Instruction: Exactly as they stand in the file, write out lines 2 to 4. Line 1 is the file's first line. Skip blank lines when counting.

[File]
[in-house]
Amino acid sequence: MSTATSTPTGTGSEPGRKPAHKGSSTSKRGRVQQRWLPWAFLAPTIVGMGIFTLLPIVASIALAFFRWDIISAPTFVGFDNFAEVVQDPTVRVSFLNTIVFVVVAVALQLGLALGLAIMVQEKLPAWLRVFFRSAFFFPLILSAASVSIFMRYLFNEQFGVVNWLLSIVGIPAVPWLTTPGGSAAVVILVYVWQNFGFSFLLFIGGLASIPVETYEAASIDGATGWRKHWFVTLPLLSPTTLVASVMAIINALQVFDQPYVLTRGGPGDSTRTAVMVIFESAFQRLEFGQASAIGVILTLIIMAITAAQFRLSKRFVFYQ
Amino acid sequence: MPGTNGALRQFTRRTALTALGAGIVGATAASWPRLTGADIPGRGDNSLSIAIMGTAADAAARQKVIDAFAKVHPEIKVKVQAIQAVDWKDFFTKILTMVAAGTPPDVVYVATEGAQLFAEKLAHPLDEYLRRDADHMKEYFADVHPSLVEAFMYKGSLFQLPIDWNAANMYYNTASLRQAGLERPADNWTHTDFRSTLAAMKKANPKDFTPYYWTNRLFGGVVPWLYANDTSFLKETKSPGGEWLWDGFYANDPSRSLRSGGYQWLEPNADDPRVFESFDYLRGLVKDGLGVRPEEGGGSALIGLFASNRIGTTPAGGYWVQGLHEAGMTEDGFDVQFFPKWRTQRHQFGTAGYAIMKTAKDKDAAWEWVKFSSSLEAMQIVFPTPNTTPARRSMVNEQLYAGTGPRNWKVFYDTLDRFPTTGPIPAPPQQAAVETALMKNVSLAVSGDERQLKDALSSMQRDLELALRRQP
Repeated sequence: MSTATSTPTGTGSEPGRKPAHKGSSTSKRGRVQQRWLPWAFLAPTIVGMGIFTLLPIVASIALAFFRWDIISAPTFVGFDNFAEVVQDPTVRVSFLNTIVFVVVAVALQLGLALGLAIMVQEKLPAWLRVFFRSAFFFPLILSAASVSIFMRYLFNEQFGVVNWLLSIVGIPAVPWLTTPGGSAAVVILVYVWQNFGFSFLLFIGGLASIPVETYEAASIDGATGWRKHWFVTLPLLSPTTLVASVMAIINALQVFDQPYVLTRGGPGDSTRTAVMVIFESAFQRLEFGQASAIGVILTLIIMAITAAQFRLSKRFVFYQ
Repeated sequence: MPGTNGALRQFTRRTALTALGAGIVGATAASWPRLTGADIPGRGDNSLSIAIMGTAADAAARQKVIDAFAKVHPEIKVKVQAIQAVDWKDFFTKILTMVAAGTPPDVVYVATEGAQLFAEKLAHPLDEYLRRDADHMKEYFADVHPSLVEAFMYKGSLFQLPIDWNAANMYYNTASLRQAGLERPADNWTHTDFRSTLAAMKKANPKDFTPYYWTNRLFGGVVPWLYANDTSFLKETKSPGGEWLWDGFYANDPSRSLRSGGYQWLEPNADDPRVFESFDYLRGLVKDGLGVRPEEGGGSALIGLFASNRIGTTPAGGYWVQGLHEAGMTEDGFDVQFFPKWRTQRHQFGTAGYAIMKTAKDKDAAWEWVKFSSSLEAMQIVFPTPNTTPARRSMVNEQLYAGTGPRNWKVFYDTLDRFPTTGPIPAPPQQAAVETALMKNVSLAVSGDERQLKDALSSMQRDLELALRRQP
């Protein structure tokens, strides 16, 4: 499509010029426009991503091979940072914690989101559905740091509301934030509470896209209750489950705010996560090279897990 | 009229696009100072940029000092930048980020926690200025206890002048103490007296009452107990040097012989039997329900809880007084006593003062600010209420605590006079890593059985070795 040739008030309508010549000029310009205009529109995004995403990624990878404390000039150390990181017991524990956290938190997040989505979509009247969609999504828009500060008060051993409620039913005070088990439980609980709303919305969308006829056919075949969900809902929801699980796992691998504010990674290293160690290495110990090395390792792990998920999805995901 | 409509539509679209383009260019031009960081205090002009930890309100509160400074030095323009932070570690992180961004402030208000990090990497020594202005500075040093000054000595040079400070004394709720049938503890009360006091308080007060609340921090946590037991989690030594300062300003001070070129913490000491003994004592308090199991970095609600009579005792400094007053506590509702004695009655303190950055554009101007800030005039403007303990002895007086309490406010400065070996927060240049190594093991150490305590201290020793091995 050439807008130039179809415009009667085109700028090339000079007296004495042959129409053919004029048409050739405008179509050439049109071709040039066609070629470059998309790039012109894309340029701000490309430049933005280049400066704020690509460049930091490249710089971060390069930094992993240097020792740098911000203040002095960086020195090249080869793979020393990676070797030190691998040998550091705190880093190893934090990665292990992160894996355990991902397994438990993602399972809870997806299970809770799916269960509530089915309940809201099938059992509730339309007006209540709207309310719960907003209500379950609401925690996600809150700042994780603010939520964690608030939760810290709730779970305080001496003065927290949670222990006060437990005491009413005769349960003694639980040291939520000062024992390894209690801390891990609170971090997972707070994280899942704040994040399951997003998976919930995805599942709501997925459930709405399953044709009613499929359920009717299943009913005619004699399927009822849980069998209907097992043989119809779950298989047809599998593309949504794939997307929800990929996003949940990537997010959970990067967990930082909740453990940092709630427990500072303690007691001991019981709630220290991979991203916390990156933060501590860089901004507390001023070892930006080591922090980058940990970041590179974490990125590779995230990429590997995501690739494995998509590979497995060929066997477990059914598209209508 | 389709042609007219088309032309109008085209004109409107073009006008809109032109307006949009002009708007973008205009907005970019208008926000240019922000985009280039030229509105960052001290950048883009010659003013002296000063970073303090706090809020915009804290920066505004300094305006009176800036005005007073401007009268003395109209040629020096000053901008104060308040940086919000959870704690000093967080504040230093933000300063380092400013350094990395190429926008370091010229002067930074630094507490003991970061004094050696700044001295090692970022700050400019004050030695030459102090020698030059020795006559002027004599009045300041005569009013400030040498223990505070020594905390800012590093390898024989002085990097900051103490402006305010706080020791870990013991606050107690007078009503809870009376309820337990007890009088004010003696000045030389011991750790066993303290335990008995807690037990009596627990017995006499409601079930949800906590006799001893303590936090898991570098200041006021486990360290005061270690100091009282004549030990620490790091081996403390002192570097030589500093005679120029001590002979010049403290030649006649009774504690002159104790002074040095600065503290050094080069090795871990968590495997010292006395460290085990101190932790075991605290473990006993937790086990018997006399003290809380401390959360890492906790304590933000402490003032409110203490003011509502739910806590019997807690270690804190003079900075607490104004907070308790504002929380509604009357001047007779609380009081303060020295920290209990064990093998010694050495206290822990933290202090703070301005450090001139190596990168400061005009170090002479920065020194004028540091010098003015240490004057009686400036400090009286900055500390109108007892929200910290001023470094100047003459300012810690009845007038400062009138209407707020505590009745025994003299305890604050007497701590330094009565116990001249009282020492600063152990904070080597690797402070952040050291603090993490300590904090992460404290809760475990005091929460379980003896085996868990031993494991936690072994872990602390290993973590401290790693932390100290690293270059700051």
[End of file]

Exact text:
Amino acid sequence: MSTATSTPTGTGSEPGRKPAHKGSSTSKRGRVQQRWLPWAFLAPTIVGMGIFTLLPIVASIALAFFRWDIISAPTFVGFDNFAEVVQDPTVRVSFLNTIVFVVVAVALQLGLALGLAIMVQEKLPAWLRVFFRSAFFFPLILSAASVSIFMRYLFNEQFGVVNWLLSIVGIPAVPWLTTPGGSAAVVILVYVWQNFGFSFLLFIGGLASIPVETYEAASIDGATGWRKHWFVTLPLLSPTTLVASVMAIINALQVFDQPYVLTRGGPGDSTRTAVMVIFESAFQRLEFGQASAIGVILTLIIMAITAAQFRLSKRFVFYQ
Amino acid sequence: MPGTNGALRQFTRRTALTALGAGIVGATAASWPRLTGADIPGRGDNSLSIAIMGTAADAAARQKVIDAFAKVHPEIKVKVQAIQAVDWKDFFTKILTMVAAGTPPDVVYVATEGAQLFAEKLAHPLDEYLRRDADHMKEYFADVHPSLVEAFMYKGSLFQLPIDWNAANMYYNTASLRQAGLERPADNWTHTDFRSTLAAMKKANPKDFTPYYWTNRLFGGVVPWLYANDTSFLKETKSPGGEWLWDGFYANDPSRSLRSGGYQWLEPNADDPRVFESFDYLRGLVKDGLGVRPEEGGGSALIGLFASNRIGTTPAGGYWVQGLHEAGMTEDGFDVQFFPKWRTQRHQFGTAGYAIMKTAKDKDAAWEWVKFSSSLEAMQIVFPTPNTTPARRSMVNEQLYAGTGPRNWKVFYDTLDRFPTTGPIPAPPQQAAVETALMKNVSLAVSGDERQLKDALSSMQRDLELALRRQP
Repeated sequence: MSTATSTPTGTGSEPGRKPAHKGSSTSKRGRVQQRWLPWAFLAPTIVGMGIFTLLPIVASIALAFFRWDIISAPTFVGFDNFAEVVQDPTVRVSFLNTIVFVVVAVALQLGLALGLAIMVQEKLPAWLRVFFRSAFFFPLILSAASVSIFMRYLFNEQFGVVNWLLSIVGIPAVPWLTTPGGSAAVVILVYVWQNFGFSFLLFIGGLASIPVETYEAASIDGATGWRKHWFVTLPLLSPTTLVASVMAIINALQVFDQPYVLTRGGPGDSTRTAVMVIFESAFQRLEFGQASAIGVILTLIIMAITAAQFRLSKRFVFYQ